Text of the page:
Apple's WWDC in Review - the AudioKit takeaway
There are two parts of WWDC that I'm going to write about. The first will be the audio related talks and the impact the new audio developments will have on AudioKit. The second is about the AudioKit people I met at the conference.
There were two audio related talks. What's New in Audio was especially important because the new additions will have immediate impact on AudioKit.
The first thing that we're excited about is AVAudioPlayerNode now has a proper completion handler callback. Previously, the completion handler was called when an audio file completed loading, but now you can specify a callback to occur when a sound has completed playing! We actually built this feature into our AKSamplePlayer node, but now we'll have it with AKAudioPlayer as well.
The major new feature of AVAudioEngine is offline rendering. While AudioKit does use offline rendering already, for its test engine, we had to jump through a lot of hoops to make it work. It also only worked in iOS, not macOS, so our solution was limited. Now, it should be trivial for you to use AudioKit processing to affect files at blazingly fast speeds.
A related feature that at first seems almost uninteresting is realtime manual rendering. But, what that should allow us to do is take audio from other sources and process them with AudioKit. One exciting development is that this means we should be able to process streamed audio! We shoud also be able to be able to incorporate other sources of audio through this mechanism as well, which should allow integration with any other audio libraries you may have. Perhaps a speech synthesis engine for example?
The Designing Sound talk was definitely entertaining and it was great to see an engaging talk about audio at the conference. Unfortunately, the talk still conveyed this sense that audio is too special to be handled by just anyone. Audio that was highlighted were recordings, much like Foley sounds. Someday, I hope Apple will have a similar talk about the expressiveness of generated, custom audio, that still sounds amazing, but offers much more embedded information.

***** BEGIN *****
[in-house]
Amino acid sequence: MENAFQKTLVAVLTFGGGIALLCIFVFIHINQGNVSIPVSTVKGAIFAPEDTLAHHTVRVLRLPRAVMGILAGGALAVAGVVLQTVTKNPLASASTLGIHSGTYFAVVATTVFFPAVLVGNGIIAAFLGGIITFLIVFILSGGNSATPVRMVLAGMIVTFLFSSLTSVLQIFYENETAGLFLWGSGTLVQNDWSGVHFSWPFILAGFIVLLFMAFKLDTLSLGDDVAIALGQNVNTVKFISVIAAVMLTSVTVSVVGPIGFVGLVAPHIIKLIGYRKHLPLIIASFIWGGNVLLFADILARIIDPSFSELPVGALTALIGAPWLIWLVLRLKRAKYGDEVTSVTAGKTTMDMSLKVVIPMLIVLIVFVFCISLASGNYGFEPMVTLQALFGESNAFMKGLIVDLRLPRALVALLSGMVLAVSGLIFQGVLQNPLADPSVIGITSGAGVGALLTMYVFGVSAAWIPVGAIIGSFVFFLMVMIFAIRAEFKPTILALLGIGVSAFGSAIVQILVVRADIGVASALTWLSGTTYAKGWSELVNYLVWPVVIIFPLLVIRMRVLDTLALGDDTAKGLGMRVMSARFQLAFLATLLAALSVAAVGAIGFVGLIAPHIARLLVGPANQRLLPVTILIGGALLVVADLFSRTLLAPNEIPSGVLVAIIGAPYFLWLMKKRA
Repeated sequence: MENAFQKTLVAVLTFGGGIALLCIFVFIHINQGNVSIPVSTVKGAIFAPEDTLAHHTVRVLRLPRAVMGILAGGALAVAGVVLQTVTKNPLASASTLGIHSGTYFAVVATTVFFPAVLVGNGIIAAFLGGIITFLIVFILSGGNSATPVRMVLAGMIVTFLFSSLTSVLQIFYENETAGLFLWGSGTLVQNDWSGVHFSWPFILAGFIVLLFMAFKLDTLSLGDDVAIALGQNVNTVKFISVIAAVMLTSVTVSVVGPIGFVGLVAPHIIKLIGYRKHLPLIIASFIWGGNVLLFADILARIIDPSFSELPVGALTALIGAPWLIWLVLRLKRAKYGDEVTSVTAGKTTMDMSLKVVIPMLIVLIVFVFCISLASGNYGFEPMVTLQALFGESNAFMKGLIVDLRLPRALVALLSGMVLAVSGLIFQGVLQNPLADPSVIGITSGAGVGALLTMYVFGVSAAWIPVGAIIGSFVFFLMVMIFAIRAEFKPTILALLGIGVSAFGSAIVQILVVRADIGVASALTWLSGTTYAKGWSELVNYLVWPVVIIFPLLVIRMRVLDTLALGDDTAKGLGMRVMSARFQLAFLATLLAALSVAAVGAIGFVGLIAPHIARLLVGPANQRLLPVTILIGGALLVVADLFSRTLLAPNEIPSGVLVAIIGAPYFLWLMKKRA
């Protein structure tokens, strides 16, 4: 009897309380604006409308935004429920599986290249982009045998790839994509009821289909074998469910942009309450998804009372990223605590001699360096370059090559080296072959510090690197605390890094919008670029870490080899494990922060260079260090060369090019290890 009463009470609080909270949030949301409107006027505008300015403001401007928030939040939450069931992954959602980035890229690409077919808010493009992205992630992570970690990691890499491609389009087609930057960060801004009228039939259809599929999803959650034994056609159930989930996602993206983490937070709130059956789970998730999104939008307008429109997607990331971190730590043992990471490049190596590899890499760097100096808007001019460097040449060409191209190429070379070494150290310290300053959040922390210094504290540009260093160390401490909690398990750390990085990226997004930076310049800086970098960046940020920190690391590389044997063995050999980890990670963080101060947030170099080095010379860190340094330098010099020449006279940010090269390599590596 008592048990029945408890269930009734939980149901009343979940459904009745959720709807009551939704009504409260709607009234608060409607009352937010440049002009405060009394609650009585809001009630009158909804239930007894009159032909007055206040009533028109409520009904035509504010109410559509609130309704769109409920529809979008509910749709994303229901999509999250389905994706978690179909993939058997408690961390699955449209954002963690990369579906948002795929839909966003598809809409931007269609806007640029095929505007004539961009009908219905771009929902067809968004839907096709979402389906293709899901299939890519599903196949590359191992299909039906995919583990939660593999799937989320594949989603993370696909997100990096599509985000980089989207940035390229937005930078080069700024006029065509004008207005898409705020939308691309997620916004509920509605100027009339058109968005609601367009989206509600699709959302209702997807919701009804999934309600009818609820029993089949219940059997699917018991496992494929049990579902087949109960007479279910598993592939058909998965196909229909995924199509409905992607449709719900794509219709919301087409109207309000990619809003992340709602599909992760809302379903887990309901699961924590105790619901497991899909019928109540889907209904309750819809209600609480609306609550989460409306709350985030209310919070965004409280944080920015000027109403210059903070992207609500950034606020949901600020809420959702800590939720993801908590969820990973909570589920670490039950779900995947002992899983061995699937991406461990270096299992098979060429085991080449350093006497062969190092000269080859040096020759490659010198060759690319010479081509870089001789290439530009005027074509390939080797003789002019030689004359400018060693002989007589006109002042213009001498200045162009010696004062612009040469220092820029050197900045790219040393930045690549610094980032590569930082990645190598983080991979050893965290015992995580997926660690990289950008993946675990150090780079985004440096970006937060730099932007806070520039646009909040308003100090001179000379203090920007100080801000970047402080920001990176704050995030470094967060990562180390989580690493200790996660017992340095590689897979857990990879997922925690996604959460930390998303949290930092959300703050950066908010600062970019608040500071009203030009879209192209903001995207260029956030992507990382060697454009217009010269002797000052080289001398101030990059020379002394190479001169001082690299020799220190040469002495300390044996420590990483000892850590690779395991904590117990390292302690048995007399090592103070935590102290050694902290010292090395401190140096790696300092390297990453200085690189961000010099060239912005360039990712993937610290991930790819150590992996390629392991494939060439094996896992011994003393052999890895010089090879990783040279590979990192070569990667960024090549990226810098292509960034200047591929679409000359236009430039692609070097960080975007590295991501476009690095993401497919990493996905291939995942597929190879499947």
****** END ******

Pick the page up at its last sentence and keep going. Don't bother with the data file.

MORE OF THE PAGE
Of course, the best part of any good conference is meeting people. AudioKit faithful gathered at Gordon Biersch, including Ryan McLeod, the creator of Blackbox, Marcus Hobbs, AudioKit's resident microtonality expert, Paul Batchelor, creator of Soundpipe and Sporth which are central to AudioKit, Mark Jeschke, creator of DrumKick, and Yaron Karasik, creator of Jam Looper.
I want to specifically highlight Ryan. This year, Ryan won the coveted Apple Design Award for Blackbox. He and I have been collaborating on the most recent version of Blackbox for a few months, but this was the first time we met in person. I'm sure he would have won the award without using AudioKit, but its nice to be part of his software arsenal.
I also want to mention that I didn't even know that Yaron Karasik had released an AudioKit powered app called Jam Looper! This looper sets itself apart with its outstanding UI design, solid feel, and of course, AudioKit effects! Here's a link to download it from the app store. https://itunes.apple.com/us/app/jam-looper-music-maker/id1061465697
In conclusion, its a great time to be alive and be bonded together over this little audio engine called AudioKit. I'm feeling very blessed to have such awesome friends, and really in many ways, you're all a part of my family and I'm thankful for you all. I hope to meet you all again in 2018 with even more AudioKit users at WWDC!